By Melissa Donovan
Part 1 of 2
Before high-speed production inkjet systems hit the mainstream, many offset printers relied on inkjet addressing and barcode printers to add variability such as addresses and barcodes. Today, many still use this technology to provide a hybrid printing option.
Common applications created from address and barcode printers include, but are not limited to, direct mail, coupons, and inserts. Average run size is anywhere from 1,000 into the 10,000s, making it ideal for these types of projects. However, anything with a high percentage of variability may prompt a print organization to move from imprinting/inkjet addressing to a full, high-speed inkjet device.
Apps for Addressing and More
Inkjet addressing and barcode printers serve key application segments in a variety of run sizes. In many scenarios, these projects benefit from the inherent capabilities of the devices.
For example, Will Mansfield, direct of worldwide sales and marketing – inkjet press, enterprise inkjet systems division, Kodak, suggests that the greatest value of using barcodes “is in adding a means of tracking response rates or adding a security layer to a document for integrity purposes.” Applications that benefit from this include direct mail, coupons, inserts, and newspapers.
Closed face envelope printing, quick response codes, personalized graphics, store locator maps, redemption coupons, business forms, and ballots are just a few other more specialized applications that can be printed using imprinting/inkjet addressing devices, lists Glenn Toole, VP of sales and marketing, MCS Incorporated.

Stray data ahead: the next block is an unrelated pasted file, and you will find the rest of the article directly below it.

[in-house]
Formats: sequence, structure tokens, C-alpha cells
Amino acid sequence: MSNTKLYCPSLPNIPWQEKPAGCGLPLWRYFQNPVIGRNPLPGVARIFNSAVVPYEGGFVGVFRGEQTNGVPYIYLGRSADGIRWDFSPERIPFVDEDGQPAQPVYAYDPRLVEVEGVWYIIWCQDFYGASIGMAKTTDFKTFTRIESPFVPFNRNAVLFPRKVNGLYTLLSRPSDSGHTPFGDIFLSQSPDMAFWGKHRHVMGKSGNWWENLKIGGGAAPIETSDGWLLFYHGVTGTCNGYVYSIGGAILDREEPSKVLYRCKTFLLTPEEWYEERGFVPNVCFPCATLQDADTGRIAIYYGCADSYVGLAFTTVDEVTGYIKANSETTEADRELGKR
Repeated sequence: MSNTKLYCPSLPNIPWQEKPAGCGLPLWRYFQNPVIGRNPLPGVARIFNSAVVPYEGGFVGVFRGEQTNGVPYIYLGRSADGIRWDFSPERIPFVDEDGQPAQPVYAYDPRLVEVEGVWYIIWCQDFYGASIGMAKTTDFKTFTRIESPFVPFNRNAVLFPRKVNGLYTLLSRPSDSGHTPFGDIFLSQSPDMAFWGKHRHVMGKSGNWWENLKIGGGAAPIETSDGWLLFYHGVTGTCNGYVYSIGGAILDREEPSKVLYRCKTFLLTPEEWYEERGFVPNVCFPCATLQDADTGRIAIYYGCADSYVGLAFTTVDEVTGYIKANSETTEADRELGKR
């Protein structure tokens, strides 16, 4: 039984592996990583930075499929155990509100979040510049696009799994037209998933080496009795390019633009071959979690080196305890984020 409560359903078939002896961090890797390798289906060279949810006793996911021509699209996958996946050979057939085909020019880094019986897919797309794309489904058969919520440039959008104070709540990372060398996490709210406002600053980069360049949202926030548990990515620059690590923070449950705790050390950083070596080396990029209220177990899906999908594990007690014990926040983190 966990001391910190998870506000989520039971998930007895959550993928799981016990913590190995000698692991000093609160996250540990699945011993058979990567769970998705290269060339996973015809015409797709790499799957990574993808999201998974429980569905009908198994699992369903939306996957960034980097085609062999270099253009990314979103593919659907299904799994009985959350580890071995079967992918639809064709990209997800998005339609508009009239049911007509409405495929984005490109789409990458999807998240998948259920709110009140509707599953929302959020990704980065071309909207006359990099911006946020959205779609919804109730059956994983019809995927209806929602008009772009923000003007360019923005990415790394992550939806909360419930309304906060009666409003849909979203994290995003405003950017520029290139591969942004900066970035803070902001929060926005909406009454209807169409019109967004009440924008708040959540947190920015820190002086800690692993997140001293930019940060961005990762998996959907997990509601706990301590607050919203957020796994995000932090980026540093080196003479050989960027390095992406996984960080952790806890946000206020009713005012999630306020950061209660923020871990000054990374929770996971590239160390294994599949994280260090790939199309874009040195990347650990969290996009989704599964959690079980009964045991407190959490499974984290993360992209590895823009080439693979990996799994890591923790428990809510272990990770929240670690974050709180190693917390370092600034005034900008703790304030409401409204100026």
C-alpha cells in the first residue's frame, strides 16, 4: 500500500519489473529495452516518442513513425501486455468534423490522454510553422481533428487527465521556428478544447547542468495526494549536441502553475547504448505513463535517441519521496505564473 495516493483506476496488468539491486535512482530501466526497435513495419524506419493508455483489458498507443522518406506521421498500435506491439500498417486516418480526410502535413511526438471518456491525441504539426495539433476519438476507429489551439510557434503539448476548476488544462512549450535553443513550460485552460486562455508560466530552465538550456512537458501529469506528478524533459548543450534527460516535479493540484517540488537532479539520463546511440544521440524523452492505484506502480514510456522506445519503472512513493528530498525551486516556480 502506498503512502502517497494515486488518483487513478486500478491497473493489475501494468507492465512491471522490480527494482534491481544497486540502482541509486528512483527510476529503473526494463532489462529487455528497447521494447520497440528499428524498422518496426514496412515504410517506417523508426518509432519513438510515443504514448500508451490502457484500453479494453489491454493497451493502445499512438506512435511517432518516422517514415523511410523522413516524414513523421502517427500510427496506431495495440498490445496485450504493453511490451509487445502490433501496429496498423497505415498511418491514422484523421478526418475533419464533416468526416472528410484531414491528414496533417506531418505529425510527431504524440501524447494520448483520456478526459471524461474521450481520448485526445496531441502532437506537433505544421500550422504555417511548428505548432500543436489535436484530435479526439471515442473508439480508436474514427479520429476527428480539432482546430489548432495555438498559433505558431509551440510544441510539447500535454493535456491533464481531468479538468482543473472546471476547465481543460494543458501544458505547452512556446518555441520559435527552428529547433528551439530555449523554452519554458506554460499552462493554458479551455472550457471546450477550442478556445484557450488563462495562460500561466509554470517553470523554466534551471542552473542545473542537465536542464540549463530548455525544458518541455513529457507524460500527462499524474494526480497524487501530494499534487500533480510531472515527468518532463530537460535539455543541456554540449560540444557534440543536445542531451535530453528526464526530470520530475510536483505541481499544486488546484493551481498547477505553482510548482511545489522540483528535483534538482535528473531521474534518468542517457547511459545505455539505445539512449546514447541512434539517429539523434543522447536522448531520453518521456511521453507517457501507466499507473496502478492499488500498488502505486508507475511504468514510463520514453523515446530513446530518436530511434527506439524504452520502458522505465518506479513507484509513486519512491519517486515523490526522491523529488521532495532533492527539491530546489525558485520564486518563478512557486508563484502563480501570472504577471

According to William Longua, senior director, digital print group, Neopost USA, “inkjet addressing and barcode printers are designed for high-volume, homogeneous, direct mail applications, which are inherently variable with required postal codes. The average run size varies by product segment, but in the mid-range segment, the jobs are usually in the 5,000 to 10,000 piece range.”
“Inkjet address and barcode printing is ideal for addressing, product decoration, track and trace applications, and gaming/promotions. Our equipment is engineered to accommodate any size runs—from very small to millions of pieces,” shares Jimmy Klimas, technical solutions manager, Videojet Technologies, Inc.
Depending on a business’ evolving needs, at some point a print provider may consider moving from an imprinting/inkjet addressing device to a full, high-speed inkjet printer. Numerous features may sway a decision from one way to the other, but usually variable run quantities are the biggest tipping point.